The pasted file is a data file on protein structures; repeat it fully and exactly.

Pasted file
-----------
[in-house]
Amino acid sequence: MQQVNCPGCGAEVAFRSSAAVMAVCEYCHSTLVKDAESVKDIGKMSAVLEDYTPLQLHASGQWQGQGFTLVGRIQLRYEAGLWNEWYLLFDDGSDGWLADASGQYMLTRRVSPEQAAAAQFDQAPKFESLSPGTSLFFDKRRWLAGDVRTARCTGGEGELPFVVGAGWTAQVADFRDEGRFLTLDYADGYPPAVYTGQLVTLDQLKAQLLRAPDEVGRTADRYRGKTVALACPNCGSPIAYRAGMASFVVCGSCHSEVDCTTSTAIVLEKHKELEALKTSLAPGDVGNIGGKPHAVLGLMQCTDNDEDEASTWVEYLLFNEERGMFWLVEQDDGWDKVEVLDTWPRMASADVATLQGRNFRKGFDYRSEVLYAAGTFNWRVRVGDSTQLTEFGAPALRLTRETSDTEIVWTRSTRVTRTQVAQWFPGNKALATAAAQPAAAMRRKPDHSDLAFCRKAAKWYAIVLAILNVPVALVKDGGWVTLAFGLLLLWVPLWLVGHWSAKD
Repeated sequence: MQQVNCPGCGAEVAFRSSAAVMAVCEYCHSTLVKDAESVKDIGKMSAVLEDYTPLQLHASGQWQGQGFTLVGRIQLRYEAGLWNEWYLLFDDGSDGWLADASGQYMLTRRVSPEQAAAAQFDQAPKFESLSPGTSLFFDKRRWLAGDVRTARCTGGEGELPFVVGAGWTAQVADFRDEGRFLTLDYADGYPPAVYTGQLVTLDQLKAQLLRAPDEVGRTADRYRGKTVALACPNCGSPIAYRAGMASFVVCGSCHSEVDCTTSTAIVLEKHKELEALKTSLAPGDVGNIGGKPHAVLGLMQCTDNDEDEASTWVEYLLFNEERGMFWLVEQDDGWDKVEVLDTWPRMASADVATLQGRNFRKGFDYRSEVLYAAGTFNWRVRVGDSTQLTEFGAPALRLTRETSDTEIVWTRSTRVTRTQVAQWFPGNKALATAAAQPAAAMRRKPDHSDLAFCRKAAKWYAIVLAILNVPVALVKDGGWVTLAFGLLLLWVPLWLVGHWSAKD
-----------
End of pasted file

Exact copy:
[in-house]
Amino acid sequence: MQQVNCPGCGAEVAFRSSAAVMAVCEYCHSTLVKDAESVKDIGKMSAVLEDYTPLQLHASGQWQGQGFTLVGRIQLRYEAGLWNEWYLLFDDGSDGWLADASGQYMLTRRVSPEQAAAAQFDQAPKFESLSPGTSLFFDKRRWLAGDVRTARCTGGEGELPFVVGAGWTAQVADFRDEGRFLTLDYADGYPPAVYTGQLVTLDQLKAQLLRAPDEVGRTADRYRGKTVALACPNCGSPIAYRAGMASFVVCGSCHSEVDCTTSTAIVLEKHKELEALKTSLAPGDVGNIGGKPHAVLGLMQCTDNDEDEASTWVEYLLFNEERGMFWLVEQDDGWDKVEVLDTWPRMASADVATLQGRNFRKGFDYRSEVLYAAGTFNWRVRVGDSTQLTEFGAPALRLTRETSDTEIVWTRSTRVTRTQVAQWFPGNKALATAAAQPAAAMRRKPDHSDLAFCRKAAKWYAIVLAILNVPVALVKDGGWVTLAFGLLLLWVPLWLVGHWSAKD
Repeated sequence: MQQVNCPGCGAEVAFRSSAAVMAVCEYCHSTLVKDAESVKDIGKMSAVLEDYTPLQLHASGQWQGQGFTLVGRIQLRYEAGLWNEWYLLFDDGSDGWLADASGQYMLTRRVSPEQAAAAQFDQAPKFESLSPGTSLFFDKRRWLAGDVRTARCTGGEGELPFVVGAGWTAQVADFRDEGRFLTLDYADGYPPAVYTGQLVTLDQLKAQLLRAPDEVGRTADRYRGKTVALACPNCGSPIAYRAGMASFVVCGSCHSEVDCTTSTAIVLEKHKELEALKTSLAPGDVGNIGGKPHAVLGLMQCTDNDEDEASTWVEYLLFNEERGMFWLVEQDDGWDKVEVLDTWPRMASADVATLQGRNFRKGFDYRSEVLYAAGTFNWRVRVGDSTQLTEFGAPALRLTRETSDTEIVWTRSTRVTRTQVAQWFPGNKALATAAAQPAAAMRRKPDHSDLAFCRKAAKWYAIVLAILNVPVALVKDGGWVTLAFGLLLLWVPLWLVGHWSAKD